As per the recent Investigatory Powers Act otherwise known as the “Snooper’s Charter”, UK intelligence agencies were given the green light to access personal data from browsing histories.
Not only does the Act strengthen measures that had previously existed, but companies must now hand over customer data to UK intelligence agencies.
New research conducted by Rahman Ravelli, serious and corporate crime defence specialists, revealed that more than three quarters of people in the UK are unaware that the Act has been passed.
Eighty-one percent of UK millennials were found to be unaware of the Act and its implications on their human rights.
Elsewhere, a Go Compare survey found that 86 percent of 18-24 year olds are guilty of sharing personal data on social media. Meanwhile, half of them use the same password across multiple accounts.
Last year, Cifas saw a 34 percent rise in under-21s falling victim to fraud crime as a result of poor security measures.
Research from LexisNexis last November discovered that more than half of UK millennials were concerned about having their identity stolen online.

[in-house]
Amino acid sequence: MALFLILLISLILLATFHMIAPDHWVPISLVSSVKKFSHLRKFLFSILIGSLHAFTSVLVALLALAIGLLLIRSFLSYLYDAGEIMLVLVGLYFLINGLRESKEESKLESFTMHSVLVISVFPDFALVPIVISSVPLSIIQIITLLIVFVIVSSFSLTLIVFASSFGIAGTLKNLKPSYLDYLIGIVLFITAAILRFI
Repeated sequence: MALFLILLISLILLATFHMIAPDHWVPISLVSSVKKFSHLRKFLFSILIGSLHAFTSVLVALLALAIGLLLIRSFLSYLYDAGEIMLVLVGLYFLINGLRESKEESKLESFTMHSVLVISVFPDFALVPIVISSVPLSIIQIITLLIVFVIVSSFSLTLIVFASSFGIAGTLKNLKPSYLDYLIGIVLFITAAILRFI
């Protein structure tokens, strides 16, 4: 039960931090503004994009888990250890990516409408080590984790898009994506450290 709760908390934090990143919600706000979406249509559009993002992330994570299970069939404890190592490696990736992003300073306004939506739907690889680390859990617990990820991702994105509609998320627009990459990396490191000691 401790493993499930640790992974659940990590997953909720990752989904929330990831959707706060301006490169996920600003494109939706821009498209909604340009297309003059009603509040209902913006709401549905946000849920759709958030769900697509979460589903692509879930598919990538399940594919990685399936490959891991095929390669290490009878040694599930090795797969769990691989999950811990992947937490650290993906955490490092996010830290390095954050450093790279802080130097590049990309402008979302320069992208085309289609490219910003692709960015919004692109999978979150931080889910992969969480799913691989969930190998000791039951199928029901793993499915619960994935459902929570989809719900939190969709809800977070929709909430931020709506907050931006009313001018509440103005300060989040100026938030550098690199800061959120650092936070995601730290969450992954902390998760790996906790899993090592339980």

Given its seriousness and the overwhelming lack of awareness, the UK public, particularly millennials, need to be more informed about their “digital footprint”. Aziz Rahman, senior partner at Rahman Ravelli commented: “The authorities now have near-unlimited sanction to access your browsing history, online habits and more – all without any evidence of wrongdoing. You would think that such a breach of privacy would be a point of concern for people, but instead the act was passed with minimal complaint. It shows a real lack of awareness that needs to be addressed.
“Young people are at danger from either side now – they are vulnerable to hackers as well as the UK intelligence agencies. Because they have grown up with the internet, they have possibly become complacent.”
An extensive guide on the Investigatory Powers Act explains what it means for human rights and breaks down the different kinds of surveillance methods used in the UK.
This article originally appeared on SC Media UK